The CIZ1 protein is required for timely entry to S phase following exit from quiescence (1). We show here that CIZ1 is also required for accurate entry into quiescence. Analysis of quiescence entry following contact inhibition in a CIZ1-deletion model has revealed a role in dampening a previously unreported quiescence checkpoint, evidenced by ubiquitous post-replicative phosphorylation of histone H2AX and activation of checkpoint kinases ATM and CHK1. Subsequent emergence of proliferating colonies indicates escape from checkpoint-mediated arrest, and begins to implicate inappropriate response to contact induced signaling as a novel endogenous driver of oncogenesis. Unscheduled checkpoint activation was also observed in bone marrow cells from juvenile CIZ1 null mice, and high frequency B-cell lymphoma in young adults in the absence of any additional oncogenic stimulation, supporting the idea that CIZ1 plays a very early role in tumorigenesis.

Analysis of cell cycle progression using immunofluorescence and flow cytometry of primary fibroblasts from post-natal CIZ1 null mice revealed cell cycle elongation, with extended expression of cyclins D2 and E1, increased cyclin A2, and altered p21, p27 and CDK2, but no checkpoint activation. Thus, CIZ1 null cells can tolerate altered expression, targeting and recruitment of multiple cell cycle regulators. Checkpoint activation occurs only after exit from the cell cycle, reflecting aberrant response to contact induced signaling and failure to accurately transition into a stable quiescent state.

Inappropriate expression of CIZ1 splice variants has been previously linked with both adult and pediatric cancers (2-4), and shown to play a proliferation-promoting role in lung (4) and breast (5) tumor models. Furthermore, CIZ1 b-variant has biomarker capability for the early detection of lung cancer (4). Despite these advances, the precise role of CIZ1 in the cell is not yet understood. The CIZ1 knock out mouse model described here, and a related model (6), indicate a tumor suppressor function, which is apparently at odds with the DNA replication- and proliferation-promoting roles reported previously. The current work helps to reconcile these observations by showing that CIZ1s established activity in the promotion of cyclin A-mediated initiation of DNA replication (1) is as a coordinator. This in fact, influences multiple cyclins and CDKis, however, impairment of this capability during cell cycle progression may not underlie CIZ1s role in tumorigenesis. Our central finding is that altered cell cycle homeostasis in CIZ1 null cells does not lead to checkpoint activation, until they are driven to contact induced quiescence.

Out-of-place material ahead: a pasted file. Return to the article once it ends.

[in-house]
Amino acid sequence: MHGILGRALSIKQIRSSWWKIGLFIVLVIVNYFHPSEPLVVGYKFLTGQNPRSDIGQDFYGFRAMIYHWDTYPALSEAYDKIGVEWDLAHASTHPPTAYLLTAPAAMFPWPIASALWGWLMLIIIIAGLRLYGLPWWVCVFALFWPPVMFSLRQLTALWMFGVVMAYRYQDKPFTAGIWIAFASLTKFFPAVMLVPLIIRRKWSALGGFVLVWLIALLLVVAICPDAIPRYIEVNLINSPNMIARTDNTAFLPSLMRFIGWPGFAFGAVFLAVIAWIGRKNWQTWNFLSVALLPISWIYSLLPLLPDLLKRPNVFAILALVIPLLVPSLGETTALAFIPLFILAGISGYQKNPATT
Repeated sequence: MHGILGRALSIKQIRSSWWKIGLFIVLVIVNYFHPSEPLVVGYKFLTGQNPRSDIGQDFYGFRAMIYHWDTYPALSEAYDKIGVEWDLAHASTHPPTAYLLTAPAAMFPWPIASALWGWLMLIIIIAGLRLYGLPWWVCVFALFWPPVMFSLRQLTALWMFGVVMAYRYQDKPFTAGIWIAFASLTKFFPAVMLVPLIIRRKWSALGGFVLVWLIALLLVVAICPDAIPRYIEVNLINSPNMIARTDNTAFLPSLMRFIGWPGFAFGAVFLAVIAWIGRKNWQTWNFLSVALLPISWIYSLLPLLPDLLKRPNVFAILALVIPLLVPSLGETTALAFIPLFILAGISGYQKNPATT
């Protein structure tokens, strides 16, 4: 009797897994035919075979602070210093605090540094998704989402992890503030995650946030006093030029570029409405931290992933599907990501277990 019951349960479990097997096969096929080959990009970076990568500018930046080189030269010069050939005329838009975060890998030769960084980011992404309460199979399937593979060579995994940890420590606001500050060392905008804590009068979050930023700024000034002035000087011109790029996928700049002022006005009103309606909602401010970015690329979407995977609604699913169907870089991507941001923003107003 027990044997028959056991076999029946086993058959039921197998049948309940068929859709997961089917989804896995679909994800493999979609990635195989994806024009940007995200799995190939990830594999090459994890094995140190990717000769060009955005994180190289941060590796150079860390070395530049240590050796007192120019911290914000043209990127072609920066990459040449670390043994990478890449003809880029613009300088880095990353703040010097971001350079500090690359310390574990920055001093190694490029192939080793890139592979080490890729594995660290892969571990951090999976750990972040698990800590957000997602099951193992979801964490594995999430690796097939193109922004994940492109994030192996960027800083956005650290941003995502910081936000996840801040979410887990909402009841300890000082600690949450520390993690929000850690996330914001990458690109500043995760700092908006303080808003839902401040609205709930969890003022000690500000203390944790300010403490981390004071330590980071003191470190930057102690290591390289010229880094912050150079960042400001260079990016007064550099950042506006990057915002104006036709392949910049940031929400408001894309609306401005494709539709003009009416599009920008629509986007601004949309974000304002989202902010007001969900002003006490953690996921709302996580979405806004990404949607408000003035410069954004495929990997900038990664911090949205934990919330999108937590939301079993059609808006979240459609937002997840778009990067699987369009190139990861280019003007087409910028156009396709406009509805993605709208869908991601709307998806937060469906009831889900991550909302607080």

1 Copeland et al (2010) J Cell Sci 123, 1108-15

2 Warder & Keherly (2003) J Biomed Sci.10, 406-17

3 Rahman et al (2007) Human Mutation 28, 993-1004

4 Higgins et al (2012) Proc Natl Acad Sci U S A 109, E3128-35

5 den Hollander et al (2006) Cancer Research 66, 11021-30

6 Nishibe et al (2013) FEBS Lett 587, 1529-35

Citation Format: Rosemary H.C Wilson, Jo-An Roulson, Sumia Bageghni, Ghadeer Albadrani, Justin F-X Ainscough, Dawn Coverley. Quiescence induced checkpoint activation in the absence of CIZ1. [abstract]. In: Proceedings of the 105th Annual Meeting of the American Association for Cancer Research; 2014 Apr 5-9; San Diego, CA. Philadelphia (PA): AACR; Cancer Res 2014;74(19 Suppl):Abstract nr 5096. doi:10.1158/1538-7445.AM2014-5096